With 350 million in the world,10 million in the Middle East, and 7.5 million in Egypt have not only lost their voice and the ability to talk, but they have also been isolated from the world with an ignored language.
Sign language, like any other language, earns its importance in erasing the gap between different people by being used. In Egypt, while the deaf and mute represent 10% of the its population according to the latest statistics by the United Nations, the average sign language speaker is a rare bird.
The Declaration on the Rights of Disabled Persons acknowledges those in Egypt who have the right to be able despite their disabilities. The risks of entering university are huge given the low level of education quality in just a few schools that serves those in need of sign language. Teachers often don’t even know sign language.
There are scarce job opportunities and a number of problems facing the closed community of the deaf and dumb. Comparing these weighty problems with the contempt of society would be unjust, because the culture of Egyptians that mix the deaf and mute’s physical disability with mental illness, creating a mix of misunderstanding.
If a society accepted to promote the rights of disabled people, to have full respect, the right to participate and be equal, it would implant the root of equality. The segregation of the deaf and mute is distinct on many levels, for example, most talk shows don’t represent a sign language expert to communicate with the deaf and dumb. This sends the message that: “you are not worth the effort, you’re not important enough or maybe smart enough to be put in the public’s thoughtfulness”.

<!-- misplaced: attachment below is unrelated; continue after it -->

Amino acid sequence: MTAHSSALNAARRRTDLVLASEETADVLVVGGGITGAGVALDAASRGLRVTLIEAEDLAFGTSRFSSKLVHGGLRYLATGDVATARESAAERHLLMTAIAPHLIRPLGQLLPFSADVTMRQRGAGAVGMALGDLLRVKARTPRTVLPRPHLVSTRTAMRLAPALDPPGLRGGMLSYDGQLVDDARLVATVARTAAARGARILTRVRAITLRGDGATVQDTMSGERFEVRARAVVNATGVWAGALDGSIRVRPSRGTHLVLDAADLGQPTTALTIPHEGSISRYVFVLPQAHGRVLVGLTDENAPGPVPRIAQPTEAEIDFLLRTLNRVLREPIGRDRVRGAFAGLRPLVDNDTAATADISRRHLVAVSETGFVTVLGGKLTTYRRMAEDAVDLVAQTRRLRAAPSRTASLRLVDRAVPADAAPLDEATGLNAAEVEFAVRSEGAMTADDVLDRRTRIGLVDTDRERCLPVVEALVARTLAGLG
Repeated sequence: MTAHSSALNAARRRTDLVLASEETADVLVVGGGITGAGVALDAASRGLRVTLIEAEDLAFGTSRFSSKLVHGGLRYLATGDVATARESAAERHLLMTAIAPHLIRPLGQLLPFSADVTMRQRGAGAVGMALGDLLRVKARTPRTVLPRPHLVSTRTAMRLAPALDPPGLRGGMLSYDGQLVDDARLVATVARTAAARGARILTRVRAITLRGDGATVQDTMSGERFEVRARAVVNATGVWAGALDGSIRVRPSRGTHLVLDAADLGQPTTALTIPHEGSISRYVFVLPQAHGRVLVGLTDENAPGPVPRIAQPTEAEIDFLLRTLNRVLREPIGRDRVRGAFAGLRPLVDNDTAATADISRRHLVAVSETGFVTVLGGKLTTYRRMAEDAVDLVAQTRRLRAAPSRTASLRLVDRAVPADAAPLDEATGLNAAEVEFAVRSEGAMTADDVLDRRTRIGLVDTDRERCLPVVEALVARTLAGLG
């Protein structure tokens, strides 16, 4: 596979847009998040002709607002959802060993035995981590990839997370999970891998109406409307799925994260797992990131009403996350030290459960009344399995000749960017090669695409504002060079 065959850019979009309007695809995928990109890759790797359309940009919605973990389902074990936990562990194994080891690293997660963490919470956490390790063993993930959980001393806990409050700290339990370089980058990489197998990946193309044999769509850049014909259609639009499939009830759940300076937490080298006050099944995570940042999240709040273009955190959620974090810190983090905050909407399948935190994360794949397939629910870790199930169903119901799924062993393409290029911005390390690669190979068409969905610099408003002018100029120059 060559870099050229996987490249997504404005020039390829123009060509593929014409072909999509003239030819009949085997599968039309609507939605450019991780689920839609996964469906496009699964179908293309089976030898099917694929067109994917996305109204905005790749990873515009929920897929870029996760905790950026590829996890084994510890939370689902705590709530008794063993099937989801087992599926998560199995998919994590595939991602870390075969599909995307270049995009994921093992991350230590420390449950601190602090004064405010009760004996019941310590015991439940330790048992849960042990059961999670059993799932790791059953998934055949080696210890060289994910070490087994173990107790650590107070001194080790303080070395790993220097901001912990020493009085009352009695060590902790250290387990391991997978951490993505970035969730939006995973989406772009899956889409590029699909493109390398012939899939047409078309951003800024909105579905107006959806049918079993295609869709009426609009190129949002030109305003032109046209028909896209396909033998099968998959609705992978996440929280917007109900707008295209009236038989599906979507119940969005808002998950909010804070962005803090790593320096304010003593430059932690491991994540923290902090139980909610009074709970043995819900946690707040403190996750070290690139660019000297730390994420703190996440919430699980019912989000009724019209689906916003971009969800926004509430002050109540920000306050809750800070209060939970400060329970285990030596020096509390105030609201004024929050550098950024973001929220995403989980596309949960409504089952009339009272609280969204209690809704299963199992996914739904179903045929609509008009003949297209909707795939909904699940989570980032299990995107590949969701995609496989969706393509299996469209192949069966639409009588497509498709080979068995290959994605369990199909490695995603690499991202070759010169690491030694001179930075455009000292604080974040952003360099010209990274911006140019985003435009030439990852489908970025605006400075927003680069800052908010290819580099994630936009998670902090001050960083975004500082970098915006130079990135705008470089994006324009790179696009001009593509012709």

Egytian television did make an attempt to cloe this gap in 1989, when on one channel a sign language speaker was showed for the first time in a programme called “The challenge”. Then in 1990 came a steady appearance of sign language translators, which expanded in 2000 to reach the “Good morning Egypt” programme.
Another form of discrimination comes with employment and the right to a normal occupation. It makes sense to choose the candidate who can communicate in the common tongue, as sign language is restricted to the deaf and dumb. The Egyptian Constitution in Article 7 states: “The community based on the social solidarity”, and the Egypt Child Law states in its Article 78: “The Social Affairs Ministry establishes the necessary institutions to qualify disabled children. The Education Ministry builds schools or classes to teach disabled children according to their capabilities and readiness”.
These articles expose the missing balance in enforcing the law in Egypt. Sign language is the echo of the deaf and mute internal voice, and the echo of our internal and external voice. It’s the center point to creating a link to smash the marginalisation of people with disabilities, and to build a sturdy community grounded in equality.
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